Virtual Law Firms Going Viral
Nearly a year ago, I posted here about the launch of Virtual Law Partners, an 18-member corporate and transactional virtual firm of "elite" lawyers. Though some observers expressed doubt about the viability of the VLP model, today the firm has nearly 40 lawyers.
But VLP isn't alone -- more and more virtual firms are cropping up. As the National Post blog describes, there's the Rimon Law Group and Atlanta-based FSB Group. Both of these are virtual firms comprised of lawyers with at least 10 years of large firm experience; like VLP, Rimon focuses largely on transactional and corporate work, while the 50 attorney FSB Group handles a wide range of practice areas.
In addition to these large virtual firm models that serve corporate clients, there are also smaller virtual practices geared toward individuals or small entrepreneurs. Larry Bodine has a post today about Natoli-Lapin, a two-man virtual shop founded in 2008 that is building a niche in low-cost legal services for entrepreneurs, artists and others launching new business ventures. And Stephanie Kimbro's Virtual Law Practice blog lists a dozen solo and small firms operating virtually, including Kimbro herself in North Carolina. The ABA's GP Solo magazine documents the solo/small firm trend to create virtual practices, with this article by Aviva Cuyler and Niki Black.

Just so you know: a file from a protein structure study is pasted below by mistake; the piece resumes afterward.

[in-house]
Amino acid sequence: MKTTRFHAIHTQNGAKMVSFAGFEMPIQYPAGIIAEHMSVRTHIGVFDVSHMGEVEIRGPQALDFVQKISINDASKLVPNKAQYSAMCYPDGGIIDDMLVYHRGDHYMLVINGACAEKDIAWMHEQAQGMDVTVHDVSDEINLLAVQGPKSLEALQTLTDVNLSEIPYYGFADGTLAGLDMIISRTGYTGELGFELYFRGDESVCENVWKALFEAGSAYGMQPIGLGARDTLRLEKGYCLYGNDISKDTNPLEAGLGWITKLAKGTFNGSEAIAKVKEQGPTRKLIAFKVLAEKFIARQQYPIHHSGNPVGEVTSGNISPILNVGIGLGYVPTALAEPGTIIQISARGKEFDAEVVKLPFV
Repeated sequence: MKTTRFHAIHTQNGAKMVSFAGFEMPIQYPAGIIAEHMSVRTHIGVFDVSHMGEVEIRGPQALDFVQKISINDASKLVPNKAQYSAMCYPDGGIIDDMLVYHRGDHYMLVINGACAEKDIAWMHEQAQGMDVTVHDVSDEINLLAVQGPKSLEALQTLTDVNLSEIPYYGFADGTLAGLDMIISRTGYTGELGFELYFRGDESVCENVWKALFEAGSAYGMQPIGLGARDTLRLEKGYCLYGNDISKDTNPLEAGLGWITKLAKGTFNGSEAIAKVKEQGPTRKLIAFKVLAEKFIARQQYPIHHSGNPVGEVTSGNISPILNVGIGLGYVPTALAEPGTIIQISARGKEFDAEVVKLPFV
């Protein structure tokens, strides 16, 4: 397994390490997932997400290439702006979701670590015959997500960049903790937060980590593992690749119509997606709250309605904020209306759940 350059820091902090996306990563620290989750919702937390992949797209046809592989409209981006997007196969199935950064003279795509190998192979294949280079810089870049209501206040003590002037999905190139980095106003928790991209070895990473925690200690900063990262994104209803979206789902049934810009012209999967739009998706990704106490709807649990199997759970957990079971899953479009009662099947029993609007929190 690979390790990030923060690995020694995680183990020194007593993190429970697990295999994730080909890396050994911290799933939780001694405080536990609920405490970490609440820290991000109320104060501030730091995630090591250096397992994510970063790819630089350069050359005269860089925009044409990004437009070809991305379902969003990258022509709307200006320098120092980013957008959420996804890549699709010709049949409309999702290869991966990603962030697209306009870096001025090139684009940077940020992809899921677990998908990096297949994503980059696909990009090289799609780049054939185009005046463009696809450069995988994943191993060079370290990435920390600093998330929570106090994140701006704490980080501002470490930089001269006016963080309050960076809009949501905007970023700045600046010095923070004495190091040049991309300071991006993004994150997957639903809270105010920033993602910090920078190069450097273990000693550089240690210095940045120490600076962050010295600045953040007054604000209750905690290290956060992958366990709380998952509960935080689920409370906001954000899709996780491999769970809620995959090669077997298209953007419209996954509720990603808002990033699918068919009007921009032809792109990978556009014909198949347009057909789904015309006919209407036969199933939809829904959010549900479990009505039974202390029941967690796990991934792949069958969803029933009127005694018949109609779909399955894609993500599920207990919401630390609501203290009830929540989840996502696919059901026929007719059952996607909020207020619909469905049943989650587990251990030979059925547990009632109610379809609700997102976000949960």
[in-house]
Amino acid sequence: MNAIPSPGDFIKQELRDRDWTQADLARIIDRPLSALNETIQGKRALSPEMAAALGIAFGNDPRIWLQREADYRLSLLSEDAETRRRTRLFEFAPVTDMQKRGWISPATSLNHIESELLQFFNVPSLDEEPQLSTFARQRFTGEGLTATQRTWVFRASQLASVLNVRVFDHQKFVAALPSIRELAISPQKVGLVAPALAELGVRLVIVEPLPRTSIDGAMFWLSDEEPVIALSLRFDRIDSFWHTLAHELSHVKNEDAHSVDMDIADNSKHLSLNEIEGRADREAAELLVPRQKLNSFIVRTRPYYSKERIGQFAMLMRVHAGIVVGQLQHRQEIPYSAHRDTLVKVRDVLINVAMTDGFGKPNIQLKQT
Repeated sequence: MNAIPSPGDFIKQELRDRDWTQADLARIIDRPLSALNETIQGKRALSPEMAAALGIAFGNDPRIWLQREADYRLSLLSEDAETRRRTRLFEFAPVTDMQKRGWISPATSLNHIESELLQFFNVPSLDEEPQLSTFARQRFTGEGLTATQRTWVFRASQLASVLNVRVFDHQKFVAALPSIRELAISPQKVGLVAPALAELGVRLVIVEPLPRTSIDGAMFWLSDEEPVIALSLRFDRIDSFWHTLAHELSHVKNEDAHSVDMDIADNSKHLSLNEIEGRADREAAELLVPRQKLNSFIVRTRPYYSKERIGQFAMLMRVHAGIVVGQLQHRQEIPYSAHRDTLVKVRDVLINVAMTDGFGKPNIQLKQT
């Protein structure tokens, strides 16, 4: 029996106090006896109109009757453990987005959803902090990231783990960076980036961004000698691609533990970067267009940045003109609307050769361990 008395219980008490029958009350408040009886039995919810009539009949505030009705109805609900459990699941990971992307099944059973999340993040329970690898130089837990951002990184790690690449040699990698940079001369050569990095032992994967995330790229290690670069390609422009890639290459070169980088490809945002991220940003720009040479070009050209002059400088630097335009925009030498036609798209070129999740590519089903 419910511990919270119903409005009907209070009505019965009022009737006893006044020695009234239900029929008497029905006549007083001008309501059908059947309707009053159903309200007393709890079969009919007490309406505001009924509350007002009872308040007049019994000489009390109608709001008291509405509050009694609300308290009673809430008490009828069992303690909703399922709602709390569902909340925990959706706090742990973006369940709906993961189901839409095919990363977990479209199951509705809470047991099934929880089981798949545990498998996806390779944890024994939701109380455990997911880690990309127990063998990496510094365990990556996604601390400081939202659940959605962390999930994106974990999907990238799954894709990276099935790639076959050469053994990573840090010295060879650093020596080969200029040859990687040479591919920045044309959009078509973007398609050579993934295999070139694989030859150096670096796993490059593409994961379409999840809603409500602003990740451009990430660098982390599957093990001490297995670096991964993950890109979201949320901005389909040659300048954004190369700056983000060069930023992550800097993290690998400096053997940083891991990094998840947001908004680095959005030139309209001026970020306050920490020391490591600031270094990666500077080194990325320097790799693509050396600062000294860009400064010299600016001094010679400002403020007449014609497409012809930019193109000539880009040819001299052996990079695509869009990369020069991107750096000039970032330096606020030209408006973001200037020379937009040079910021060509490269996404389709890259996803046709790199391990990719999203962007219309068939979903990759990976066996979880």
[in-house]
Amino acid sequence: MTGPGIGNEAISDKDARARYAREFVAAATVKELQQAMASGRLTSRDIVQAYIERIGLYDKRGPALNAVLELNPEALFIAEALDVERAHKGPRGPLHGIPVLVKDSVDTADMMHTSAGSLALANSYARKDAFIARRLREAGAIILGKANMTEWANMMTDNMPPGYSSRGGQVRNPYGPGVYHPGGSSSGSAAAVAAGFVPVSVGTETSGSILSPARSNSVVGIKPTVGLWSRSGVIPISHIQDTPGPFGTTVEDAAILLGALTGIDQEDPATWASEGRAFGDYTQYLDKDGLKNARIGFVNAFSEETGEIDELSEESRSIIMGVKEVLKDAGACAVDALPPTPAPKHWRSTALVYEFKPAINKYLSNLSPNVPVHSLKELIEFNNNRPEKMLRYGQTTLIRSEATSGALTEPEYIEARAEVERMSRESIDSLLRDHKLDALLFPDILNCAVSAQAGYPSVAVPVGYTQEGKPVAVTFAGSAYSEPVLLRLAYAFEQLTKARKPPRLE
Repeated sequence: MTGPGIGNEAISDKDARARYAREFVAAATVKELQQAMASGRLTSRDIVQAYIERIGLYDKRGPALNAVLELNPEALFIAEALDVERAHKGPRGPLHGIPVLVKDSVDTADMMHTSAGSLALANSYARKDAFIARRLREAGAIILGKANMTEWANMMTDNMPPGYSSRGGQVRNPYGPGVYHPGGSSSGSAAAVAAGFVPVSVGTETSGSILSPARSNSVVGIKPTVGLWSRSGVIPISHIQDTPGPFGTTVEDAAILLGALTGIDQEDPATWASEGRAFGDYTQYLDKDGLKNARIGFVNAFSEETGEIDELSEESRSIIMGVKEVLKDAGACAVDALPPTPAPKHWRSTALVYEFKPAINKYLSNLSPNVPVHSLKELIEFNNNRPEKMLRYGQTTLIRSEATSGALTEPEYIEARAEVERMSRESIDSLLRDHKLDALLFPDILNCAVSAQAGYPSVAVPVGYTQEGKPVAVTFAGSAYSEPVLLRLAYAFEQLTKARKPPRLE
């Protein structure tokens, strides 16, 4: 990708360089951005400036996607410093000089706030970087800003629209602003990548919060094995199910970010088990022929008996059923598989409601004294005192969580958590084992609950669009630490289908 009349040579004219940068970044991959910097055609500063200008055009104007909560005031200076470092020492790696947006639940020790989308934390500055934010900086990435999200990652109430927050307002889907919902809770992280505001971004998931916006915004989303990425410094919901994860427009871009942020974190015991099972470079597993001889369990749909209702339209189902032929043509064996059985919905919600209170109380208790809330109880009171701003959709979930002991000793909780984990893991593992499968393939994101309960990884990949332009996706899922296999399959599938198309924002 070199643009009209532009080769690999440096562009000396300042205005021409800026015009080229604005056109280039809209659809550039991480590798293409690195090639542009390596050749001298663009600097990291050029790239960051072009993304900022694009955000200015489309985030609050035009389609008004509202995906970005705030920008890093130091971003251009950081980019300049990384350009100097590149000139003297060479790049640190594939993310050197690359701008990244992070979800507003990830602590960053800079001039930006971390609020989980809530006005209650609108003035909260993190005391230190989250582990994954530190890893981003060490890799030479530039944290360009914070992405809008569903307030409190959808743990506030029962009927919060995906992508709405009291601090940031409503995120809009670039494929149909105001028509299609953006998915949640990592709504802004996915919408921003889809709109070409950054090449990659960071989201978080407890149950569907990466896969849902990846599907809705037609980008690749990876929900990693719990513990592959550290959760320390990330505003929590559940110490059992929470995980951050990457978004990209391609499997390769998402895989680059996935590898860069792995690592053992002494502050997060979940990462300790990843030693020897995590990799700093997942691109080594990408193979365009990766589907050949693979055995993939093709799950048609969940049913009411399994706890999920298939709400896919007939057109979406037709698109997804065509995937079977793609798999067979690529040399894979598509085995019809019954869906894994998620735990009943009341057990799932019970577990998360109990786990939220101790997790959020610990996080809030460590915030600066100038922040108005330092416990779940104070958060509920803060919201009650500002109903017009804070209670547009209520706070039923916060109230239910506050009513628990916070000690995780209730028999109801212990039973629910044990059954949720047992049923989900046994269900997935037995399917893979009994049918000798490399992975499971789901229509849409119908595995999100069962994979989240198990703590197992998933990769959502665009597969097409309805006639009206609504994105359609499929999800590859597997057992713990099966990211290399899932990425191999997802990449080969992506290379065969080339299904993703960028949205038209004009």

The experiences of these virtual firms, large or small, suggest that they provide a win-win for lawyers and clients. Because the firms rely on experienced lawyers and slash overhead by eliminating large offices and administrative infrastructure, lawyers can charge substantially less for the same services provided by a large firm. For example, Rimon caps its rates at $185, while VLP partners charge around $350-$400 an hour, a huge discount off their former $700+ BigLaw rates. As for the lawyers themselves, virtual practices offer more flexibility.
The younger generation of lawyers should be following the virtual trend for several reasons. Notably, the large virtual practices do not want inexperienced attorneys, which means younger lawyers could potentially be left out in the cold. At the same time, virtual law practices make it easier for younger lawyers to go solo because they remove the cost barrier. In theory, newer attorneys could start a virtual firm by handling smaller, less complicated matters to cut their teeth, like Natoli and Lapin, and move on to more complex cases down the line. Is this something recent law graduates you know are considering?
Posted by Carolyn Elefant on June 26, 2009 at 03:41 PM | Permalink
| Comments (2)